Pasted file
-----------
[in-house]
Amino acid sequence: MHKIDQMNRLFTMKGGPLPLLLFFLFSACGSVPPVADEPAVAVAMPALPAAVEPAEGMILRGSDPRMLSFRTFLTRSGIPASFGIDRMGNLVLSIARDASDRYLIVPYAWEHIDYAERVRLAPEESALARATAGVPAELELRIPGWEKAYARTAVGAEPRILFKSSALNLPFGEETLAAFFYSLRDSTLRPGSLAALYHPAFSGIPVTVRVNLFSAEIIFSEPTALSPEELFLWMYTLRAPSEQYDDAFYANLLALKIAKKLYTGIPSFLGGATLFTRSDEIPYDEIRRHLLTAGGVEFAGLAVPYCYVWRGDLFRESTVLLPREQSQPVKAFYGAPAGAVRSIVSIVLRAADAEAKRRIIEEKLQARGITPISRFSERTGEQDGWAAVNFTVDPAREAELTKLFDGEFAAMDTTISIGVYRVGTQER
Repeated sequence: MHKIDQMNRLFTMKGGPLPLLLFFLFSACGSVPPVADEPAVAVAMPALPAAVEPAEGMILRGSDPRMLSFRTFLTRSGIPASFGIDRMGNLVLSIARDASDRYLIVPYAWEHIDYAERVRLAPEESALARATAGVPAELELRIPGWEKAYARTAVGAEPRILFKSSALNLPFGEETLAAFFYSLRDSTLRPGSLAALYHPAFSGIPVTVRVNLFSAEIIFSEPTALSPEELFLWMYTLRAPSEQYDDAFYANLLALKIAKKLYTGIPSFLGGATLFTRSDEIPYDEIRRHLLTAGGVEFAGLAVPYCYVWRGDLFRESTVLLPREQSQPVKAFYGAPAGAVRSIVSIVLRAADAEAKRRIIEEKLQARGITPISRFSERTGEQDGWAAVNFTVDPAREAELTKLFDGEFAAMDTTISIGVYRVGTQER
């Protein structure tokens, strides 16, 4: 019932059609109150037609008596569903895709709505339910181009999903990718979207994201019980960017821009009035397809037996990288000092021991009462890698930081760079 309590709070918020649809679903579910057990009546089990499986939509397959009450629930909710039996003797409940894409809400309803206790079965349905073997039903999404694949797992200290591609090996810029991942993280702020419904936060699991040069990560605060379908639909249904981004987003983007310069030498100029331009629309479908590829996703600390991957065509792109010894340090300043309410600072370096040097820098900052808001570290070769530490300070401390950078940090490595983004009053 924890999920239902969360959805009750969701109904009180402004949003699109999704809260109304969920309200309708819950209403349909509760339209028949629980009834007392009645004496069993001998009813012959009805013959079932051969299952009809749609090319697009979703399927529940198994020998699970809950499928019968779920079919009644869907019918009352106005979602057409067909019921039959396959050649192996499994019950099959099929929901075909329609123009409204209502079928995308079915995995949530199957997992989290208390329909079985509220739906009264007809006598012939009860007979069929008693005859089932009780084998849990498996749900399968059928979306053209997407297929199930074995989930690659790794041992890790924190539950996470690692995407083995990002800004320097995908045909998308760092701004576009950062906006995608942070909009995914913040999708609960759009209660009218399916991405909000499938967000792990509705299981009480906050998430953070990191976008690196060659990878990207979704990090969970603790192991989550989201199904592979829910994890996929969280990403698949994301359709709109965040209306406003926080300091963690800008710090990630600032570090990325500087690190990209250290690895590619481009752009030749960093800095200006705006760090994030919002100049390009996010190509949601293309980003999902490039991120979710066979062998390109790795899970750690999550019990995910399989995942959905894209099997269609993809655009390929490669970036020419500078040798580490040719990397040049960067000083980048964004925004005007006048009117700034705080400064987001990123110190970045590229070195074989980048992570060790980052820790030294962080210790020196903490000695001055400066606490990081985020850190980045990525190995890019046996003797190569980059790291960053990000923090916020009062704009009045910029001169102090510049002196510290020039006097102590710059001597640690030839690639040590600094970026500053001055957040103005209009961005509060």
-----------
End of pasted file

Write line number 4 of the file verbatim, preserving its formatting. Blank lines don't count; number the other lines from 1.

């Protein structure tokens, strides 16, 4: 019932059609109150037609008596569903895709709505339910181009999903990718979207994201019980960017821009009035397809037996990288000092021991009462890698930081760079 309590709070918020649809679903579910057990009546089990499986939509397959009450629930909710039996003797409940894409809400309803206790079965349905073997039903999404694949797992200290591609090996810029991942993280702020419904936060699991040069990560605060379908639909249904981004987003983007310069030498100029331009629309479908590829996703600390991957065509792109010894340090300043309410600072370096040097820098900052808001570290070769530490300070401390950078940090490595983004009053 924890999920239902969360959805009750969701109904009180402004949003699109999704809260109304969920309200309708819950209403349909509760339209028949629980009834007392009645004496069993001998009813012959009805013959079932051969299952009809749609090319697009979703399927529940198994020998699970809950499928019968779920079919009644869907019918009352106005979602057409067909019921039959396959050649192996499994019950099959099929929901075909329609123009409204209502079928995308079915995995949530199957997992989290208390329909079985509220739906009264007809006598012939009860007979069929008693005859089932009780084998849990498996749900399968059928979306053209997407297929199930074995989930690659790794041992890790924190539950996470690692995407083995990002800004320097995908045909998308760092701004576009950062906006995608942070909009995914913040999708609960759009209660009218399916991405909000499938967000792990509705299981009480906050998430953070990191976008690196060659990878990207979704990090969970603790192991989550989201199904592979829910994890996929969280990403698949994301359709709109965040209306406003926080300091963690800008710090990630600032570090990325500087690190990209250290690895590619481009752009030749960093800095200006705006760090994030919002100049390009996010190509949601293309980003999902490039991120979710066979062998390109790795899970750690999550019990995910399989995942959905894209099997269609993809655009390929490669970036020419500078040798580490040719990397040049960067000083980048964004925004005007006048009117700034705080400064987001990123110190970045590229070195074989980048992570060790980052820790030294962080210790020196903490000695001055400066606490990081985020850190980045990525190995890019046996003797190569980059790291960053990000923090916020009062704009009045910029001169102090510049002196510290020039006097102590710059001597640690030839690639040590600094970026500053001055957040103005209009961005509060």